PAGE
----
As a buyer, especially as a bride, I loved Etsy! So many creative, one of a kind items, all in one place and from all over the world too; yes please! Etsy is a bride’s dream come true. You can find those vintage and hand crafted items that give your wedding a special touch in one place. It is hard to beat that. I bought my bridesmaids vintage, collage inspired jewelry from England. Not only was this jewelry exactly what I was looking for, the owner created a special piece for one of my bridesmaids to complete the collection at no extra cost to me. I was thrilled to find this shop and felt like Etsy was such a magical place to connect me to this crafter in England!
As a seller, I am starting to become wary of Etsy. I started selling on Etsy this past February, and have big dreams of turning that little shop into a full-blown website of its own. I started my shop on Etsy because it was easy, within two minutes I had a business to call my own and a $0 start-up fee! Doesn’t get much easier than that. You read through all the articles Etsy publishes and the general promise is you get back what you put in. Meaning if you take your shop seriously as a business then you will reap the rewards of Etsy, but if you take your shop as a hobby, then that’s all it will ever be.
Behind the scenes, in the forums you start to see the cracks in this promise. So many discussion threads are based on the question,”why am I not selling?!” These sellers do everything they are told by Etsy Success and the Seller’s Handbook, yet their views are low and their sells even lower. As a collective Etsy is generally viewed as one of us, a crafter and lover of all things vintage and homemade. However, I have come to see them as a corporation that is making bank off the dreamers and the unemployed.
Etsy rakes in millions of dollars every year! They receive a percentage of every item sold, as does Paypal. Need I remind you the inventor of Paypal is now playing with cars and rocket ships? They also receive $0.20 for every listing, and have set up a market that rewards those that renew their listing on a regular basis charge the same $0.20 every time. Other ways to spend money inside Etsy is to advertise, $7 per Showcase (I still don’t understand what this means), or you could set a weekly allowance to promote your item at the top of the search results only paying when your item is clicked on. Times all this by millions of items and shops and you get an idea of how much Etsy is bringing in. (See Etsy Fees.)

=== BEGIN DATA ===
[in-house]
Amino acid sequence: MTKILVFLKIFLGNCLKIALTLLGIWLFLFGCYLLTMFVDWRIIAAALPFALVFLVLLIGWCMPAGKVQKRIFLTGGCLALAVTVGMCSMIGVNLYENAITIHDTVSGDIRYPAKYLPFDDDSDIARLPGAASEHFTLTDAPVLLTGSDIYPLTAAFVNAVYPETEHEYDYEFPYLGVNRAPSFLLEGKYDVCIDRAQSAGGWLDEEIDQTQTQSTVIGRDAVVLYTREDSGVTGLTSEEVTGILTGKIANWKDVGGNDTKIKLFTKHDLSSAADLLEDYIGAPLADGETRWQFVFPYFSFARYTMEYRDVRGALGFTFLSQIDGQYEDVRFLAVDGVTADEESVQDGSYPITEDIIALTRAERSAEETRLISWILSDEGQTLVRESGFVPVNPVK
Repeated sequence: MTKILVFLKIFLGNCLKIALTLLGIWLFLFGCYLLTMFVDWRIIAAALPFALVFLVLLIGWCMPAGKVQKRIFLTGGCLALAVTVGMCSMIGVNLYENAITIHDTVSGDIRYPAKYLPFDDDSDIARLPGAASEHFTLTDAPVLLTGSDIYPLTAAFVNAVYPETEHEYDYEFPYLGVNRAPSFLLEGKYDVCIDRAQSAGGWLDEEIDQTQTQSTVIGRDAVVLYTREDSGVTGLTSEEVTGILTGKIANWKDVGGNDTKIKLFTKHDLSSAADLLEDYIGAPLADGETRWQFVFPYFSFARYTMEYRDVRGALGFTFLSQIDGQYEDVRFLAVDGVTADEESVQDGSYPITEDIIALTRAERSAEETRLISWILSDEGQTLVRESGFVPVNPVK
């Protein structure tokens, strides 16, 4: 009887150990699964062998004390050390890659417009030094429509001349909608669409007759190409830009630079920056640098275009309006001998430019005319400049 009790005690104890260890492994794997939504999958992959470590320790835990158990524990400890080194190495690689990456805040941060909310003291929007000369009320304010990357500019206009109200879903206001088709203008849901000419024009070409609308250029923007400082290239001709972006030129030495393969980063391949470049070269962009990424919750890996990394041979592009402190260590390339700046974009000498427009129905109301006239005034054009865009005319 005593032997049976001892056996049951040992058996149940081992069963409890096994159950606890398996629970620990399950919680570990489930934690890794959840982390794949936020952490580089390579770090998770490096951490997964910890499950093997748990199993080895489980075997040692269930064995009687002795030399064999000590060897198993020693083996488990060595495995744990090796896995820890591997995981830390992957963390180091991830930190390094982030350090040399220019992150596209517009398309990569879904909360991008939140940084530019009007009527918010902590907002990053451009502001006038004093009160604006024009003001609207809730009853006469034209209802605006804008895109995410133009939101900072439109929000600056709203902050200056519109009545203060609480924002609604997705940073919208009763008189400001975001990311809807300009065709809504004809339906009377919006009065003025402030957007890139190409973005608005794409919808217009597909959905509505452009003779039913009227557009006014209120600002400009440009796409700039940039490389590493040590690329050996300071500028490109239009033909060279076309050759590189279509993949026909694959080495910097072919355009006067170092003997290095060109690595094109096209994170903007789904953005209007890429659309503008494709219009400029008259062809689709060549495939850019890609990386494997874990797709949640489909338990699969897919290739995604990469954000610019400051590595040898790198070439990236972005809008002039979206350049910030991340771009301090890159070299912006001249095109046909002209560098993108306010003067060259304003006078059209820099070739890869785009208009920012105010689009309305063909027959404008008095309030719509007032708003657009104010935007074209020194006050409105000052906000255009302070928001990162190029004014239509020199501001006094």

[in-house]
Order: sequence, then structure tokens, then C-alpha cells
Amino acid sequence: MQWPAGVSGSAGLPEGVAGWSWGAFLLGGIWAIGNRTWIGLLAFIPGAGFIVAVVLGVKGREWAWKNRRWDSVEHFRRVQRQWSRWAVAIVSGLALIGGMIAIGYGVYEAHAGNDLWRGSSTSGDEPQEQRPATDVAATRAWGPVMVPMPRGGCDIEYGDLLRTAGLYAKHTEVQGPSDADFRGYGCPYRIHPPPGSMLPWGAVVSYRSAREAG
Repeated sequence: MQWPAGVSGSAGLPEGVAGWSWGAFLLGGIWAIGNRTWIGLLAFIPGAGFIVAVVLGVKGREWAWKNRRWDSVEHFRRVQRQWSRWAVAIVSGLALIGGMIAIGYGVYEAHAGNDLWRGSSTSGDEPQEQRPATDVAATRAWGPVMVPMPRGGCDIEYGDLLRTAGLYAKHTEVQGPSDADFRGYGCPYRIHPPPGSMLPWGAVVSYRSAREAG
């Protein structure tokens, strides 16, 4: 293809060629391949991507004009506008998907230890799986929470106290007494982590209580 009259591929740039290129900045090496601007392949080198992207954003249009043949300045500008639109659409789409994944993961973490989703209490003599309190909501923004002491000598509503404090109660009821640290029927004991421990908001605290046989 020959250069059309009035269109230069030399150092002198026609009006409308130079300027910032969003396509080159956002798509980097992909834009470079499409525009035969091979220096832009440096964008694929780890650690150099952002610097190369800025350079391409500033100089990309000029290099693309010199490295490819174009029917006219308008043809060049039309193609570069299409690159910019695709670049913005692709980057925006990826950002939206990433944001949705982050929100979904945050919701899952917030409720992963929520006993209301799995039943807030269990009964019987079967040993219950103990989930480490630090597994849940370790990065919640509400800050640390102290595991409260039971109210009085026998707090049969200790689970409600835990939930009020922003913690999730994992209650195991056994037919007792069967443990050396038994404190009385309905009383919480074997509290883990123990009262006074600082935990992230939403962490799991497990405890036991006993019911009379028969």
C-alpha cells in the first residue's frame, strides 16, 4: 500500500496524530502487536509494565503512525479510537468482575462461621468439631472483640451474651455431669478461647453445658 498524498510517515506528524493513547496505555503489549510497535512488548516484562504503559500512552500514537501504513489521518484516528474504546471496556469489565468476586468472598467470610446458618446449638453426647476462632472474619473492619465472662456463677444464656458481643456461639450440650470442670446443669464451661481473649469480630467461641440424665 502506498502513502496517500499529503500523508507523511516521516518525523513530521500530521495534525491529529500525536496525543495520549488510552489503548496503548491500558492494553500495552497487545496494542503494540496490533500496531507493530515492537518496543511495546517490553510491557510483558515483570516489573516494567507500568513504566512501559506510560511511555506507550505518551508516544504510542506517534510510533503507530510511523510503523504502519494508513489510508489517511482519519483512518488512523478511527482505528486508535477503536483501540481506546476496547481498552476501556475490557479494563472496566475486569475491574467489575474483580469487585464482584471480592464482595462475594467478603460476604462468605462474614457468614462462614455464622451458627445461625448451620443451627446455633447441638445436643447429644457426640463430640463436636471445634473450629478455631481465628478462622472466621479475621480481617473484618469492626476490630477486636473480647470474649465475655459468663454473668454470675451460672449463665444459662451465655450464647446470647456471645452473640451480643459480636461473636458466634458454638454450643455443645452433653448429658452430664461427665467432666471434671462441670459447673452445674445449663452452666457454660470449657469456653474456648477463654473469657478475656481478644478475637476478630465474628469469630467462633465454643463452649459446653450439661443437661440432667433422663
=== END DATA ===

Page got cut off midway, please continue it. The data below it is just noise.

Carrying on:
I have been told repeatedly this is a slow season for Etsy, but looking at March’s report sells are up 41% from last March and have increased 5.5% from February. What’s slow about selling over 3 million items with over 1 billion page views? Etsy takes in 3.5% of all transactions, if they use direct check out they get another 3%, plus listing and advertising fees. Let that sink in while you look at this number from their March report:
$62.8 million of goods (after refunds and cancellations) were sold by our community in March, 7.7% higher than February’s $58.3 million
Yeah, I no longer think of them as one of us. By the way, this report is not sent out as part of their newsletter, you have to go searching for it yourself. Here is what really gets under my sink though, it is stories like how Etsy handled this woman that got suspended for suspected drop-shipping when she shipped her handmade goods from a friend’s house in PA while she was on a military base in another country, Etsy Shop Suspended. Versus how they’ve handled the recent scandal of Regretsy uncovering a reseller used as Etsy’s Featured Seller. Instead of suspending the shop that is breaking their #1 rule of selling handmade and taking down the article, she’s still open for business and is being featured on their coveted front page. While the woman who tweaked a rule to reduce her shipping fees was suspended right away and without notice.
The more I see how Etsy’s admin handles certain situations, the more I am ready to jump ship. Like this “copyright infringement” story. I no longer feel like Etsy’s inner workings are on my side. I think back to the first article I read discouraging me from taking the “easy” route of opening an Etsy shop, Why Etsy Stores are at a Disadvantage, and realize he was right. I got what I paid for. I thought I could open my shop and test drive products, but it takes hard work and money even to be seen on Etsy. You could be putting all that hard work into promoting your own shop, not Etsy itself.
My father is a small business owner and his first bit of advise to me was to advertise on Google. When I showed him my shop, he immediately retracted his statement. He said don’t pay for outside adverting when you are bringing your potential customers directly to your competition. When you pay for advertisements outside of Etsy what you are really doing is paying to promote Etsy’s marketpalce. To reinforce this sentiment, Etsy has recently changed the search within this shop to feature other seller’s items. Really Etsy?! I think it’s time I invested my time and money back into myself.